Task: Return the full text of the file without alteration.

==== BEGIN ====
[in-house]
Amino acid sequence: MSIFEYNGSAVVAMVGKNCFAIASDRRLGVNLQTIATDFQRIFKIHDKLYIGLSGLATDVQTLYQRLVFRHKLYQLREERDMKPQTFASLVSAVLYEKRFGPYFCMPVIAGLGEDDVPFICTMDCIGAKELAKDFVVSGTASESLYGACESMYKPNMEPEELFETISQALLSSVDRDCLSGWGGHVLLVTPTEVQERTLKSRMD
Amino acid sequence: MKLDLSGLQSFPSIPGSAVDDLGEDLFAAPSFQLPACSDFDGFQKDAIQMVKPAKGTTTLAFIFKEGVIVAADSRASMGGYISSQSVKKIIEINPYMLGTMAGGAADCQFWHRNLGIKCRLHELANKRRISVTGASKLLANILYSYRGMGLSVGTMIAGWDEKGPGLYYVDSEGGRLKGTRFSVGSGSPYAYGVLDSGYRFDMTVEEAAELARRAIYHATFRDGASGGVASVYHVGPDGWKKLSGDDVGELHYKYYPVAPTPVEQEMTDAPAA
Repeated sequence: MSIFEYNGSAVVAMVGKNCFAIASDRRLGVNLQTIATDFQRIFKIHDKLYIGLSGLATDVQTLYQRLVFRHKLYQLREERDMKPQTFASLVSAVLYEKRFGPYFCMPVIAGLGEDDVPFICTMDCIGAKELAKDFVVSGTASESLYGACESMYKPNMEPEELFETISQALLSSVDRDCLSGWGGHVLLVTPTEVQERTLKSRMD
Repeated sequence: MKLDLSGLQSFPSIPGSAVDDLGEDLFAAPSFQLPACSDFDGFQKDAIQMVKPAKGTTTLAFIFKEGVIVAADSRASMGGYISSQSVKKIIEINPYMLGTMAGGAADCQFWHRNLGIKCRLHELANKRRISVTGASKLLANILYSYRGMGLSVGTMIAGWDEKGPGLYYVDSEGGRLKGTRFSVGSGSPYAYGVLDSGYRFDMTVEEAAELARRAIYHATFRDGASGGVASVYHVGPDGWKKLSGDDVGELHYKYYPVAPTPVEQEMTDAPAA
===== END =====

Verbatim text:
[in-house]
Amino acid sequence: MSIFEYNGSAVVAMVGKNCFAIASDRRLGVNLQTIATDFQRIFKIHDKLYIGLSGLATDVQTLYQRLVFRHKLYQLREERDMKPQTFASLVSAVLYEKRFGPYFCMPVIAGLGEDDVPFICTMDCIGAKELAKDFVVSGTASESLYGACESMYKPNMEPEELFETISQALLSSVDRDCLSGWGGHVLLVTPTEVQERTLKSRMD
Amino acid sequence: MKLDLSGLQSFPSIPGSAVDDLGEDLFAAPSFQLPACSDFDGFQKDAIQMVKPAKGTTTLAFIFKEGVIVAADSRASMGGYISSQSVKKIIEINPYMLGTMAGGAADCQFWHRNLGIKCRLHELANKRRISVTGASKLLANILYSYRGMGLSVGTMIAGWDEKGPGLYYVDSEGGRLKGTRFSVGSGSPYAYGVLDSGYRFDMTVEEAAELARRAIYHATFRDGASGGVASVYHVGPDGWKKLSGDDVGELHYKYYPVAPTPVEQEMTDAPAA
Repeated sequence: MSIFEYNGSAVVAMVGKNCFAIASDRRLGVNLQTIATDFQRIFKIHDKLYIGLSGLATDVQTLYQRLVFRHKLYQLREERDMKPQTFASLVSAVLYEKRFGPYFCMPVIAGLGEDDVPFICTMDCIGAKELAKDFVVSGTASESLYGACESMYKPNMEPEELFETISQALLSSVDRDCLSGWGGHVLLVTPTEVQERTLKSRMD
Repeated sequence: MKLDLSGLQSFPSIPGSAVDDLGEDLFAAPSFQLPACSDFDGFQKDAIQMVKPAKGTTTLAFIFKEGVIVAADSRASMGGYISSQSVKKIIEINPYMLGTMAGGAADCQFWHRNLGIKCRLHELANKRRISVTGASKLLANILYSYRGMGLSVGTMIAGWDEKGPGLYYVDSEGGRLKGTRFSVGSGSPYAYGVLDSGYRFDMTVEEAAELARRAIYHATFRDGASGGVASVYHVGPDGWKKLSGDDVGELHYKYYPVAPTPVEQEMTDAPAA